The extraction of the Orphans Office document is available in a number of versions. In the original version an attempt has been made to transcribe the information exactly as it appears in the original version in German. In the English version the information has been translated into English and the spellings of the some of the surnames and given names have been standardized to more typical spellings. Glenn Penner, Margaret Kroeker, and Elli Wise provided useful comments that helped improve the accuracy of the English translation.
From the English translation Tim Janzen created a version that includes the most important information about the minors but does not include the statistical data. He added a column in this version in which he entered the name of the father of the minors if he was able to determine this. Columns were also added that contain the birth date or approximate year of birth, the death date, and the GRANDMA number for that person in the GRANDMA genealogical database, version 4.22. If he was uncertain about the identity of the father of the minors mentioned on any given line he added a question mark behind the name of the father and that person’s Grandma number. He also created a version of this document in which the fathers of the minors are sorted alphabetically by surname and by given name.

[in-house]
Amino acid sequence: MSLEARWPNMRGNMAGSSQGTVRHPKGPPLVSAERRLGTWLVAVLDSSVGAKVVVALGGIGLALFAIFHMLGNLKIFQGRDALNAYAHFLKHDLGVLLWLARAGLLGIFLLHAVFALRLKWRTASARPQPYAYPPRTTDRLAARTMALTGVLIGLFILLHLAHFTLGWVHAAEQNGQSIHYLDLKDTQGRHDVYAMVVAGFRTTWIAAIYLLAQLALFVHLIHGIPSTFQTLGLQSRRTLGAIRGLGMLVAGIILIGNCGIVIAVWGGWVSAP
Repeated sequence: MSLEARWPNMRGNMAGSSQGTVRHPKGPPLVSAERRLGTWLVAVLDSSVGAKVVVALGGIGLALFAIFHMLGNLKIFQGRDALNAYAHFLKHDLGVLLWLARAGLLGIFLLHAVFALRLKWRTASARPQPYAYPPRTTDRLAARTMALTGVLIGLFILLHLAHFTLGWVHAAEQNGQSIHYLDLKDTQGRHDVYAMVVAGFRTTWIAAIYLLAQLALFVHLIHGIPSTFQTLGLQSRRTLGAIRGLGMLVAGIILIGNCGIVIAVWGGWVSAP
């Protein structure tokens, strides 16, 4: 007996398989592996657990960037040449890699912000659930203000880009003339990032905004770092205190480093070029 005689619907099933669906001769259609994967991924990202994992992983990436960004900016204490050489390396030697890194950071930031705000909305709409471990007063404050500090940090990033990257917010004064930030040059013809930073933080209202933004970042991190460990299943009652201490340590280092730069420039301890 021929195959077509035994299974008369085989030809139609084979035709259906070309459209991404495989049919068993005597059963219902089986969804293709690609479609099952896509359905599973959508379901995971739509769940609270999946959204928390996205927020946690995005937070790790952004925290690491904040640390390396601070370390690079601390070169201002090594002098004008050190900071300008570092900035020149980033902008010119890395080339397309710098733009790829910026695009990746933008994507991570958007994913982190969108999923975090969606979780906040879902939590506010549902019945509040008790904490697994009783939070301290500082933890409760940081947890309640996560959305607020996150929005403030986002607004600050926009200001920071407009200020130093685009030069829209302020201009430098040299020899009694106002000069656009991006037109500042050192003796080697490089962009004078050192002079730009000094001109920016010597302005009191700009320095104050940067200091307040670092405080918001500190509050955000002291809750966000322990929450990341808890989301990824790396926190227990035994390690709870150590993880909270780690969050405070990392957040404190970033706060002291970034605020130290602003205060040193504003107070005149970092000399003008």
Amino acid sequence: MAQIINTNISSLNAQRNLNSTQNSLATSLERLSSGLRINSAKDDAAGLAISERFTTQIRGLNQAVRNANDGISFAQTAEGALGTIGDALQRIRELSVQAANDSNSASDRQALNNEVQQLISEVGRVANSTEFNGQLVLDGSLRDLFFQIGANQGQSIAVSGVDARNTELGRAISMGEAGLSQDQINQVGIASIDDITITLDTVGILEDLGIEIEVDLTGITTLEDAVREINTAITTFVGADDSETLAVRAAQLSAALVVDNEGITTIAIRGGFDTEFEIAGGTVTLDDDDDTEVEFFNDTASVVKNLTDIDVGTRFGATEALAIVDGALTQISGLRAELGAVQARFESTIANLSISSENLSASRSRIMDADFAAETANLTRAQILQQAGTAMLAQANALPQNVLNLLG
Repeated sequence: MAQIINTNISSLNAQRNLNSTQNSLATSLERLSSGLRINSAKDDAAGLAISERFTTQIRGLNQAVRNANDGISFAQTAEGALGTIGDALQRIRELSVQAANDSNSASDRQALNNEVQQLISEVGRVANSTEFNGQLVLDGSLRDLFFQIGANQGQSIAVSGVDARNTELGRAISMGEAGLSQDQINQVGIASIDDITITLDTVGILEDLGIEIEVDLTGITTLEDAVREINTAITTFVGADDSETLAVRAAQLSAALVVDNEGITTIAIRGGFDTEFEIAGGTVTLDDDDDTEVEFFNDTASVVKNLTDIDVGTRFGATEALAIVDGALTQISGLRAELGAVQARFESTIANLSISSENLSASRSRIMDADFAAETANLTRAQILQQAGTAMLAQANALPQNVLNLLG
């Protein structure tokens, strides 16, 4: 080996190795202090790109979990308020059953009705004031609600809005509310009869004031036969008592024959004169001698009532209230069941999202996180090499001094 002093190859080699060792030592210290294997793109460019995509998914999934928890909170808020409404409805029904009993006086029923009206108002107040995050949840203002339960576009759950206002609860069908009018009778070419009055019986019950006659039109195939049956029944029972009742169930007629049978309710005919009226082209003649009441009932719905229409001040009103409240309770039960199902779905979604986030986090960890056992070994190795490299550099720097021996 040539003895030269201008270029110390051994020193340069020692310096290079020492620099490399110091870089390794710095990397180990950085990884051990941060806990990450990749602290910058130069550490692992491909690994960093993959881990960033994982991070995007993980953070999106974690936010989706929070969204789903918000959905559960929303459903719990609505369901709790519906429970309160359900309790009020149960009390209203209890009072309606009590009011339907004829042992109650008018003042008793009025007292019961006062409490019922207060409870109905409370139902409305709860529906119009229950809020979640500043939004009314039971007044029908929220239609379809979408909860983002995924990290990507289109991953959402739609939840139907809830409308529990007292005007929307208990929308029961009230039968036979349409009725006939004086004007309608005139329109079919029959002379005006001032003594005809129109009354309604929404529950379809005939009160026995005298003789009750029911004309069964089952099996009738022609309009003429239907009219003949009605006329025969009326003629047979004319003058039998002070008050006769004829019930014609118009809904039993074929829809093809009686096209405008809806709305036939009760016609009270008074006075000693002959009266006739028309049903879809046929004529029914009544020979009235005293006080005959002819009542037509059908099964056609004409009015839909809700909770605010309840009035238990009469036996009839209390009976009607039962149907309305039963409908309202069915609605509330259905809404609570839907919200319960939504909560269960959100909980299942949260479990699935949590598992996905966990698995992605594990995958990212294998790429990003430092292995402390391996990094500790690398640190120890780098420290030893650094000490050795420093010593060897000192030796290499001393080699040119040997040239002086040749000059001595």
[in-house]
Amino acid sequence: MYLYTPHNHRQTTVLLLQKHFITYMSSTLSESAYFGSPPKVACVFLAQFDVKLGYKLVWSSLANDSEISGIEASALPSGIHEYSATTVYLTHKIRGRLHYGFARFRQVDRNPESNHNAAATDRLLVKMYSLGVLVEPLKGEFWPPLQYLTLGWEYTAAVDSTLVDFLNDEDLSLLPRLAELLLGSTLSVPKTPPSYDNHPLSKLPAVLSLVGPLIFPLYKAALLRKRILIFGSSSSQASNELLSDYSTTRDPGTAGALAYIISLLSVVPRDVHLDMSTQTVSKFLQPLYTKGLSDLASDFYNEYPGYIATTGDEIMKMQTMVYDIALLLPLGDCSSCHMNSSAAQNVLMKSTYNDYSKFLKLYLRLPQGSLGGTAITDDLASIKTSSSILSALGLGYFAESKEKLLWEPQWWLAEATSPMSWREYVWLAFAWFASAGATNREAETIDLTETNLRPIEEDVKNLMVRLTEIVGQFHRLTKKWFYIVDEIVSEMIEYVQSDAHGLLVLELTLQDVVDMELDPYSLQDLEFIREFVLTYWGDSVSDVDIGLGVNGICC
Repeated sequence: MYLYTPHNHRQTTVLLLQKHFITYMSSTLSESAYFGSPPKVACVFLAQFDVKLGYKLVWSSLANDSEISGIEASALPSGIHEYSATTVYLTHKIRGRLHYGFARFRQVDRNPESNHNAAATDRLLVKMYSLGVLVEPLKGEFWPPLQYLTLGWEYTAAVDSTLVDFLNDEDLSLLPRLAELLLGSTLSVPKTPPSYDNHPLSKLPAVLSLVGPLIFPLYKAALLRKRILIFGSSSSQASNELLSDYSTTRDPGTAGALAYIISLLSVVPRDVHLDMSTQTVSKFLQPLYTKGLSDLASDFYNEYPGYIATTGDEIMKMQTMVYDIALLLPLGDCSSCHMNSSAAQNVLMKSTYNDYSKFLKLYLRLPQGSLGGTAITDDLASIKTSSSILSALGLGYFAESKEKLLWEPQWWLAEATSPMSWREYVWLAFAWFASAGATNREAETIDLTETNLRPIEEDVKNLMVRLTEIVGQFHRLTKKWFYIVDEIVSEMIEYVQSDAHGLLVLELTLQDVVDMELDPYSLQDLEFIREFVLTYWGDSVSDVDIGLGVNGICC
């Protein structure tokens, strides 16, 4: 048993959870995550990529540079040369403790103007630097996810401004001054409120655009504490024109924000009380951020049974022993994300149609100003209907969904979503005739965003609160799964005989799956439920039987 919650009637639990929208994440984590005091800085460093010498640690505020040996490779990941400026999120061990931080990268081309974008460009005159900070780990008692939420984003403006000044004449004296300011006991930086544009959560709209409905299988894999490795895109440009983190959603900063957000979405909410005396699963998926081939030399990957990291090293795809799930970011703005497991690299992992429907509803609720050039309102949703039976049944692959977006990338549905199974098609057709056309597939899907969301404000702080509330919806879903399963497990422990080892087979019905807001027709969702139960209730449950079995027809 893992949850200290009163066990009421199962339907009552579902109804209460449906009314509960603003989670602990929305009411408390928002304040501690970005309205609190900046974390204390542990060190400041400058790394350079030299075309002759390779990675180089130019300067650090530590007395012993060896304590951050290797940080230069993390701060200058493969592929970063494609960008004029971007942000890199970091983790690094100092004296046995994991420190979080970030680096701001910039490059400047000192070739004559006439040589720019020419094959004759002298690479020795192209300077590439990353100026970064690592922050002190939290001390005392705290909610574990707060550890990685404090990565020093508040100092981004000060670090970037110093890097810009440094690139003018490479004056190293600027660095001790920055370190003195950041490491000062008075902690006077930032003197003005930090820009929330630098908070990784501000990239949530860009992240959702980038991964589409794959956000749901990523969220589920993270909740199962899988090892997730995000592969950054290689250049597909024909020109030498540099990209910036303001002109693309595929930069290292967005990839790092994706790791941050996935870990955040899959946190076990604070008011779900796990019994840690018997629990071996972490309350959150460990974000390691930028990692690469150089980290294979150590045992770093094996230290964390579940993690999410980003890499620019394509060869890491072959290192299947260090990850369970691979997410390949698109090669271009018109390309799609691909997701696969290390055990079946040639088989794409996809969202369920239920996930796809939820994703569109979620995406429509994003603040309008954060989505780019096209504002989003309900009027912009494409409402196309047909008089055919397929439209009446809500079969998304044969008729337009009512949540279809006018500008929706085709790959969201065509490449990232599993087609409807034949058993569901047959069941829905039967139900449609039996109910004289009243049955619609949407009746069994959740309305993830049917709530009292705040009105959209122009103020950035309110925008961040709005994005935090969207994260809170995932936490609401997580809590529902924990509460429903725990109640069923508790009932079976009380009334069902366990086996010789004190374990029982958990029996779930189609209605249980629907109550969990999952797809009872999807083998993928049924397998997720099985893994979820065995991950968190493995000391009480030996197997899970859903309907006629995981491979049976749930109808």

Tim Janzen also created a version of the document that only contains the borrowers. Using available census data and other resources he attempted to determine the identity of all of the borrowers. Columns were added that contain the birth date or approximate year of birth as well as the GRANDMA number for that person in the GRANDMA genealogical database, version 4.22. In some cases, the borrowers in question have not yet been added to the GRANDMA database. Since these people do not currently have a GRANDMA number he instead inserted "new" into the column containing the GRANDMA numbers for such individuals. If he was uncertain about the identity of a specific borrower he added a question mark behind the Grandma number for that person. In some cases he was able to narrow down the number of possibilities as to the identity of the borrower in question to 2, 3, or 4 individuals and added the Grandma numbers for those people as necessary. He also sorted this version alphabetically by surname, by given name, and year of birth.
If you have any questions about this material feel free to contact me. If you believe I have incorrectly identified anyone in the list please let me know the correct identity of the person in question.